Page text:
Enough water to cover the rice by about 5 cm
3 tablespoons butter
200g block of feta cheese, roughly crumbled
a pinch of chilli powder, or more, to taste
1 1 inch piece of peeled fresh ginger root, grated (best achieved with a Microplane type grater)
Salt and pepper

In Bhutan, a pressure cooker would be used to boil the rice until soft (5 whistles!) – essential at high altitudes. I brought the rice to the boil then covered and simmered for 25 minutes until the rice was cooked.

Take the lid off and check for consistency. Add more water if needed, continuing to cook with the lid off, stirring frequently. My porridge took about 45 minutes from start to finish, so another 20 minutes after the rice had softened.

When the rice has cooked down to a thick porridge like consistency, add the butter, cheese, and seasoning ingredients. Stir, taste, check seasonings, then serve accompanied by ezay (see next recipe).

Recipe for ezay – Bhutanese salsa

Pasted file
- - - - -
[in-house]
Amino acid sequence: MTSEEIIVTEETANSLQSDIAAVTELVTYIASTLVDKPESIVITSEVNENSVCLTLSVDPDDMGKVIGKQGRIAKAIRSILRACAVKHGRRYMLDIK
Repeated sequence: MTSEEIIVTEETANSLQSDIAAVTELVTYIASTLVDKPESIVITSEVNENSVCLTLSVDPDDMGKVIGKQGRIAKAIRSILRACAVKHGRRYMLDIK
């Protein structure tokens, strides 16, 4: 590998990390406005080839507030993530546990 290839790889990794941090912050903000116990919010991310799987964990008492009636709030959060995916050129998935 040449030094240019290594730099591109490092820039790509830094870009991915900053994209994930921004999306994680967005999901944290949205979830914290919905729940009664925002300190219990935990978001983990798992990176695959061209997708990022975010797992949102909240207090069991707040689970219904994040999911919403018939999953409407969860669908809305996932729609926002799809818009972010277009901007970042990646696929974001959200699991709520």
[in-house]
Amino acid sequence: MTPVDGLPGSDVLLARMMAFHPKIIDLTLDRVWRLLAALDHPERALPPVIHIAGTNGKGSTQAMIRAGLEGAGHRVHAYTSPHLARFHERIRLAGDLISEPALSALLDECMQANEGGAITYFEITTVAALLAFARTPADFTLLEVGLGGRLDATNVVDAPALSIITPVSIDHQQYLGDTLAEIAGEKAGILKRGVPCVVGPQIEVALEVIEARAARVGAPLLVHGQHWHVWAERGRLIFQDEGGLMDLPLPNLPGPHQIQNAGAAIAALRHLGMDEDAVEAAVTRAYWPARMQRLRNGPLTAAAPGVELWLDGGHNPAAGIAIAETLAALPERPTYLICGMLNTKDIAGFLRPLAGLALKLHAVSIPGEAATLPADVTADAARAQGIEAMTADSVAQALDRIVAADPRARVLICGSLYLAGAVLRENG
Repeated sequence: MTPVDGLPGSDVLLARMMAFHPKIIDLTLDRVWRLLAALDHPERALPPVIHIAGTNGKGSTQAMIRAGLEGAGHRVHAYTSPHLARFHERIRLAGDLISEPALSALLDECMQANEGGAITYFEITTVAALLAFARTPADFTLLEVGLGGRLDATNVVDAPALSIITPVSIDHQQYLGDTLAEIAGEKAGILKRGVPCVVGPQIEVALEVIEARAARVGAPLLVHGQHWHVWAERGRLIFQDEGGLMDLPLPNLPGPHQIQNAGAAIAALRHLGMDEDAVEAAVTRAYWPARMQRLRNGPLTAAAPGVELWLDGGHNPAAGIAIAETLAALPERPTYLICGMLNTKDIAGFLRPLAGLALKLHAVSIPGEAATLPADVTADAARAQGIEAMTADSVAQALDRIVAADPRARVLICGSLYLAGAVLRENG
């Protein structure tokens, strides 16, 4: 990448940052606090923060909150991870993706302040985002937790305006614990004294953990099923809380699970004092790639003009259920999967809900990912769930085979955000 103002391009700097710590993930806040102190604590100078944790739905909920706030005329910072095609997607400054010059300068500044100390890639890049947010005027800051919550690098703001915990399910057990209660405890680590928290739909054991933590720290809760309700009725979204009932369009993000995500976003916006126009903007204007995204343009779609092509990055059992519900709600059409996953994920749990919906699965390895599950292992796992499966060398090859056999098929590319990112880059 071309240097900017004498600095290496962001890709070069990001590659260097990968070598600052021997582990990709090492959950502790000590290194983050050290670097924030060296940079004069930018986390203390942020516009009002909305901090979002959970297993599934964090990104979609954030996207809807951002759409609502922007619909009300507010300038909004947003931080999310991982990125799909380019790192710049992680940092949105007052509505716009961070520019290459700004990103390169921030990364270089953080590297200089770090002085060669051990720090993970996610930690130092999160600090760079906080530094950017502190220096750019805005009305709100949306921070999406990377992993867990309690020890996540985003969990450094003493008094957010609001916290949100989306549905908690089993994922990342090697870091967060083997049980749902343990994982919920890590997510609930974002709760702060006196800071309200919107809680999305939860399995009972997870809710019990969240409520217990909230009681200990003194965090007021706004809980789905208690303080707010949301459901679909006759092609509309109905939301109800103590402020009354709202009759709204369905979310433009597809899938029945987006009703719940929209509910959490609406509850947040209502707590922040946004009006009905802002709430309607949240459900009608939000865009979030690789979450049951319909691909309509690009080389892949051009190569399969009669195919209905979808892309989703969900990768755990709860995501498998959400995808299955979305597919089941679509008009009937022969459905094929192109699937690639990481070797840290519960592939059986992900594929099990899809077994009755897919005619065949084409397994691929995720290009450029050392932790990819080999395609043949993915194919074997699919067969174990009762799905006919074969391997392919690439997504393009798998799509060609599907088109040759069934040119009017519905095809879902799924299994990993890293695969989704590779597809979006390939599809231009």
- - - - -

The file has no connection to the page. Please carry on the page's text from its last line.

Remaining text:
Serves 4-6 as an accompaniment

My own version of this dish after reading several recipes. I’ve substantially reduced the chilli to take account of our low western chilli heat threshold and have substituted cherry tomatoes for the hard to obtain Himalayan tree tomatilloes and feta for yak’s milk cheese.


Small bunch of coriander, washed, dried and coarsely chopped
6 spring onions, cleaned and coarsely chopped
2 red chilli peppers, medium heat, halved, deseeded and finely sliced
about 10 cherry tomatoes
juice of a lime
salt and freshly ground black pepper (or toasted and ground szechuan pepper if you can get hold of it)
100g feta cheese, crumbled

Combine all the ingredients except the feta in a bowl. Stir to mix and set aside in the fridge for half an hour to let the flavours combine. Sprinkle over the crumbled feta cheese when you’re ready to serve.

Recipe for rosewater lassi

Again, my own recipe after experimenting a little with proportions. I think you need a liquidiser with a chunky motor rather than a food processor to cope with crushing the ice and getting a good froth on the lassi.

Serves 4


1 450g tub thick plain wholemilk yoghurt (I used a “Greek style” variety which worked well – a true Greek yoghurt might have been too thick here)